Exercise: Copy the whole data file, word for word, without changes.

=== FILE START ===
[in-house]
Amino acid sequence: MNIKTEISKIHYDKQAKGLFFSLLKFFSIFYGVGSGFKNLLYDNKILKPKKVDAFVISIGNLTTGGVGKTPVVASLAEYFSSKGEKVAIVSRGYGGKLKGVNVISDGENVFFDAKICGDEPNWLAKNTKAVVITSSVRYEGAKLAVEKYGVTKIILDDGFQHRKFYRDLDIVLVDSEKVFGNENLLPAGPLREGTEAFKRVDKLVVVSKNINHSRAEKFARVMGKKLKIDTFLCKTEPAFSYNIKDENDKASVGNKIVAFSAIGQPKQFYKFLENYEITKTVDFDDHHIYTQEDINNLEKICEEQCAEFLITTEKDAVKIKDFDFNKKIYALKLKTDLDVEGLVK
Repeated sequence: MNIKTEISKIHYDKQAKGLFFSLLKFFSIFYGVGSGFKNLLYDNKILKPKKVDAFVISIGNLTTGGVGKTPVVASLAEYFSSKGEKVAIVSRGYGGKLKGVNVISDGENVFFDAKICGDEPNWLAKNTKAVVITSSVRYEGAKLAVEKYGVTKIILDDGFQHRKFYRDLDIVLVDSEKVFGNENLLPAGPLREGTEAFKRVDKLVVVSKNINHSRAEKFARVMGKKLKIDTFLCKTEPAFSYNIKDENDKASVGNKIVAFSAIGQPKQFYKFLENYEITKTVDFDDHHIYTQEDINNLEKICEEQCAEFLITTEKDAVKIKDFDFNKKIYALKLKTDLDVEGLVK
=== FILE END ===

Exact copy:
[in-house]
Amino acid sequence: MNIKTEISKIHYDKQAKGLFFSLLKFFSIFYGVGSGFKNLLYDNKILKPKKVDAFVISIGNLTTGGVGKTPVVASLAEYFSSKGEKVAIVSRGYGGKLKGVNVISDGENVFFDAKICGDEPNWLAKNTKAVVITSSVRYEGAKLAVEKYGVTKIILDDGFQHRKFYRDLDIVLVDSEKVFGNENLLPAGPLREGTEAFKRVDKLVVVSKNINHSRAEKFARVMGKKLKIDTFLCKTEPAFSYNIKDENDKASVGNKIVAFSAIGQPKQFYKFLENYEITKTVDFDDHHIYTQEDINNLEKICEEQCAEFLITTEKDAVKIKDFDFNKKIYALKLKTDLDVEGLVK
Repeated sequence: MNIKTEISKIHYDKQAKGLFFSLLKFFSIFYGVGSGFKNLLYDNKILKPKKVDAFVISIGNLTTGGVGKTPVVASLAEYFSSKGEKVAIVSRGYGGKLKGVNVISDGENVFFDAKICGDEPNWLAKNTKAVVITSSVRYEGAKLAVEKYGVTKIILDDGFQHRKFYRDLDIVLVDSEKVFGNENLLPAGPLREGTEAFKRVDKLVVVSKNINHSRAEKFARVMGKKLKIDTFLCKTEPAFSYNIKDENDKASVGNKIVAFSAIGQPKQFYKFLENYEITKTVDFDDHHIYTQEDINNLEKICEEQCAEFLITTEKDAVKIKDFDFNKKIYALKLKTDLDVEGLVK